To understand the trigger of solar flares and eruptions it is necessary to obtain an accurate description of the 3D pre-eruptive coronal magnetic configuration. The latter is not directly observable and one must rely either on static modelling/extrapolation from 2D photospheric measurements, and/or on relatively idealized time-evolution of a magnetic model from numerical simulations. The limitations of both approaches has not permitted to produce magnetic models sufficiently reliable to solve the eruption trigger issue.
Meanwhile, flares are characterized by brightenings in the Ultraviolet and X-ray domains. The distribution of these brightenings is not random, and are, according to the standard model for flares, tightly related to the magnetic field structure. Such a link has received strong confirmations by studies of the magnetic topology, which positively correlated the spatial distribution of UV and X-ray emission with magnetic structures.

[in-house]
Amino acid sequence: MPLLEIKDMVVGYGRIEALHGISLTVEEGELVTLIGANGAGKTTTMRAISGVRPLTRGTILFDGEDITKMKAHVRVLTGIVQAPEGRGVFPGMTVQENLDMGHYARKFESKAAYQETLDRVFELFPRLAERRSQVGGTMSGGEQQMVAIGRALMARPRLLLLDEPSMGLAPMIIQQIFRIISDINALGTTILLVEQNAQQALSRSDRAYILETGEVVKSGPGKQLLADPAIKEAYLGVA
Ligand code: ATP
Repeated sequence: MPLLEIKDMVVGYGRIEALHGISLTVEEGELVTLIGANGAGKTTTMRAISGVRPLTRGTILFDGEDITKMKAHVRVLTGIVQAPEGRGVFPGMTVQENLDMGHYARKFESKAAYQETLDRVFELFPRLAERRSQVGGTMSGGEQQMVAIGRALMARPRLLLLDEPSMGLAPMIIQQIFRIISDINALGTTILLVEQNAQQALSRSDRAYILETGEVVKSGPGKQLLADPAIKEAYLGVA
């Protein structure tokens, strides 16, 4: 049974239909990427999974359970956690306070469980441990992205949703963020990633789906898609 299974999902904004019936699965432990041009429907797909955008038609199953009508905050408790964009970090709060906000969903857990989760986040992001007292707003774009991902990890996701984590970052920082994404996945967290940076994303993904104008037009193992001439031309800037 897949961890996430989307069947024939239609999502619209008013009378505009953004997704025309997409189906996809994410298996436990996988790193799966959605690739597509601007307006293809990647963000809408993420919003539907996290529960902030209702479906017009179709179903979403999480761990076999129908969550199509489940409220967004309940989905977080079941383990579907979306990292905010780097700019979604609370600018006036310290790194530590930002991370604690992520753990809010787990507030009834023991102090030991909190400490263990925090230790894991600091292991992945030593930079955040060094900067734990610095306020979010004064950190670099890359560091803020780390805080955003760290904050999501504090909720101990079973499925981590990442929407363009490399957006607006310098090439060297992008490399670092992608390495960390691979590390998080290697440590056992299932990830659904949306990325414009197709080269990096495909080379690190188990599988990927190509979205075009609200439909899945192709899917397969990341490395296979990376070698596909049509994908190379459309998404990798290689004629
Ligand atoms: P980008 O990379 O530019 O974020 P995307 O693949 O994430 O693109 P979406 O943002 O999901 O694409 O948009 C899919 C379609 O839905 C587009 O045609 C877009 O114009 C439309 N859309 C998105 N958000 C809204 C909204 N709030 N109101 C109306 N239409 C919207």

Based on a detailed study of a confined circular flare, we will show how the flare emissions can provide a critical information in order to properly model the magnetic configuration and how it can help to have an insight on the trigger mechanism of flare. We will address how critical the measure of vertical electric currents is for the proper modelling of the magnetic field. We will finally discuss the hope that new high-resolution instruments as well as new observation strategies, and in particular stereoscopic magnetic field measurement with SolO/PHI, will provide key information such as fine flare dynamics and next-generation current distribution maps, for advance model of the eruptive magnetic system.